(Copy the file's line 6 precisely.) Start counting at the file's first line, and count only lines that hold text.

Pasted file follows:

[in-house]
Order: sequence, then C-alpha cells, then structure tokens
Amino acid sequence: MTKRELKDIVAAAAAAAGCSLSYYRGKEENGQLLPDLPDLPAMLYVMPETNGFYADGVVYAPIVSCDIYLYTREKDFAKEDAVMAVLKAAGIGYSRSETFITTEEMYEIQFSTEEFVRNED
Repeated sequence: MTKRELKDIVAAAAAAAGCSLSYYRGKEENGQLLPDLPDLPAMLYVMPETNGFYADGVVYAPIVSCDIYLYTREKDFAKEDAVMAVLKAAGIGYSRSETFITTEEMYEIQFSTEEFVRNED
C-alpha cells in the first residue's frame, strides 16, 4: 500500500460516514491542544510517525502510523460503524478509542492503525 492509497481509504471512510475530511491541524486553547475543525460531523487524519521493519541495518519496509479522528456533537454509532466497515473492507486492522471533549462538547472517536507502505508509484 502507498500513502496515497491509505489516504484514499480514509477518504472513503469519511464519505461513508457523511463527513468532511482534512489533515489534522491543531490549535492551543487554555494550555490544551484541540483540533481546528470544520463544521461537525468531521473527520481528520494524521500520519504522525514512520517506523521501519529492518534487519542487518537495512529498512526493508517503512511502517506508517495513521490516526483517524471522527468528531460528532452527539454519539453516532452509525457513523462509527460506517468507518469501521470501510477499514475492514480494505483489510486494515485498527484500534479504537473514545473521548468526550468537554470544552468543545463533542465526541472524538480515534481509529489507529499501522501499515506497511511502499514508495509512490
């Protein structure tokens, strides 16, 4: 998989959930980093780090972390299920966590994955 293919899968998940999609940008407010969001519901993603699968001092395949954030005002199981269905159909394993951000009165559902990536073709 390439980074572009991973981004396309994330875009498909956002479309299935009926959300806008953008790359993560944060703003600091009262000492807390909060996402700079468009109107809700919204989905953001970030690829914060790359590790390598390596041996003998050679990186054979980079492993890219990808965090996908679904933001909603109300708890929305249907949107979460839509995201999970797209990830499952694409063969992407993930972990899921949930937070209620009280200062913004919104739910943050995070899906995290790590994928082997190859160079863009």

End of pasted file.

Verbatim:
């Protein structure tokens, strides 16, 4: 998989959930980093780090972390299920966590994955 293919899968998940999609940008407010969001519901993603699968001092395949954030005002199981269905159909394993951000009165559902990536073709 390439980074572009991973981004396309994330875009498909956002479309299935009926959300806008953008790359993560944060703003600091009262000492807390909060996402700079468009109107809700919204989905953001970030690829914060790359590790390598390596041996003998050679990186054979980079492993890219990808965090996908679904933001909603109300708890929305249907949107979460839509995201999970797209990830499952694409063969992407993930972990899921949930937070209620009280200062913004919104739910943050995070899906995290790590994928082997190859160079863009």